Did this happen before? Having something in your setup not working just before the show ?
Of course it happened yeah, I was playing in Rein and after the soundcheck we had dinner and when I we went back, nothing was working. The next day we saw that a guy from the club crew came and touched all the gear, filmed himself, like, live streamed himself on Facebook jamming on the 909 and everything - after that nothing was working. When I went back to Paris, I had to change my sound card, I don’t know what he did with it. It wasn’t a bad experience for the public because they didn’t get that I was mixing my own tracks but for me it was weird because I felt like I was robbing the crowd. The way I play live makes you feel like it’s a DJ set in a way. I’m not in a competition with DJs but I need to be as good as the people who select the best tracks for everyone. I need to think my live performance in a club way because people are partying, they want to have fun, they want to enjoy and dance to the music, so my live set is not a DJ set but I’m still competing, not competing but you know, I need to be booked again, so, I need to play a live set that stands out.
Why aren’t you releasing a lot of music?
I have like a thousand tracks ready but I need to select my best music and also, I’m keeping a lot of tracks for later. I mean, if I’m happy with a track now and happy one year after, I’m going to still be happy with it after 10 years. For example, my first release three years ago was sold quickly; the prices went crazy and everyone was asking for a second press. I work with my best friend, he manages everything and I produce the music. He always has my back and he is always asking me to change things in the music. We actually finally found the four right tracks this week. I’ve been working my ass off for the past 4-5 days and man, it will be a really nice release.
So, tell us about your creative workflow.
I like to wake up early, have coffee and a cigarette and then start producing. I switch on all the machines and start playing around and when I have my loop and everything, I record everything live.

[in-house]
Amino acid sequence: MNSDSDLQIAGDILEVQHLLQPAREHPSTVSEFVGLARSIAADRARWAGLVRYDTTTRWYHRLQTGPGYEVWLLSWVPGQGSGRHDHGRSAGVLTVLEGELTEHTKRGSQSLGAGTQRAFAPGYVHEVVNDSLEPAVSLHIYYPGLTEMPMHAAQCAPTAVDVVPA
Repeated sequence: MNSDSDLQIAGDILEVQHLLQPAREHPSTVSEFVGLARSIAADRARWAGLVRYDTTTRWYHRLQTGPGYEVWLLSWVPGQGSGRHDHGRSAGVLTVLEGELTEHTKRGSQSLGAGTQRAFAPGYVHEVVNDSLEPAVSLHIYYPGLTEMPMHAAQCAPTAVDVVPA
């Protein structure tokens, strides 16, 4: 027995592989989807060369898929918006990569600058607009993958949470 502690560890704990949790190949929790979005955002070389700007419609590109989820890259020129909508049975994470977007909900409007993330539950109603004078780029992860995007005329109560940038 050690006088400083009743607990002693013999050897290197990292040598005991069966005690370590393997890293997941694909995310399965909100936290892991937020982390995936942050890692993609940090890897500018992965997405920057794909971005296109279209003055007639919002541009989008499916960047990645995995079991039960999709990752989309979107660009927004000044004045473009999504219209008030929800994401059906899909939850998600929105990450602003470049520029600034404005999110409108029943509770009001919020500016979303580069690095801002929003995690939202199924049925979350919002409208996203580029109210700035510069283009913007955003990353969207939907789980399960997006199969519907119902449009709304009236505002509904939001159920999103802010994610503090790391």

How do you create a mood for your tracks while sitting in a room?
I never think about where I’m going with the track, most of the time I start with the beat, I switch on my drum machines and oh, this sounds a bit like electro so yeah, lets find a nice bass, and using more arpeggiators when I’m doing electro and when I’m doing house I need to find a nice sample but I never know where I’m going to go! Maybe by the end of the day I’ll have two tracks ready, one track, nothing...it depends!
What drives you to make music?
I think life is so weird, I really don’t know why we’re here and then the thing that draws me a little bit is beauty. So it can be something like paintings, sculpture, love, and music is a part of this. Music makes you feel something that you can’t always put words to. It makes you feel human and grounded in a way, because, if not, then why are we here?
Do you make any other kind of art?
I used to make sculptures but I stopped, I want to do it again. Two weeks ago, I started to paint, but not like art, it’s more of decorative art so I put all my soul in it like real painters would do. I got really inspired, I copied my little sister, my sister is an awesome singer, producer, painter and I wanted to paint so I bought paint and I was like what am I going to do with all that stuff? So, I copied my sister and she was my inspiration!
What inspired your music?
It’s a guy called Alex J, American dude, I have like three records from him, I got my inspiration from his music. I don't like to get inspired by anything, I know that many producers are going to listen to a track they love and say I will try to make something similar. I hate it, I like to have my own style and I’m trying not to have any inspiration from anywhere.
Speaking of your style, what can we expect from you today?
I’m going to play fast house and techno. Still deep and with a lots of melodies.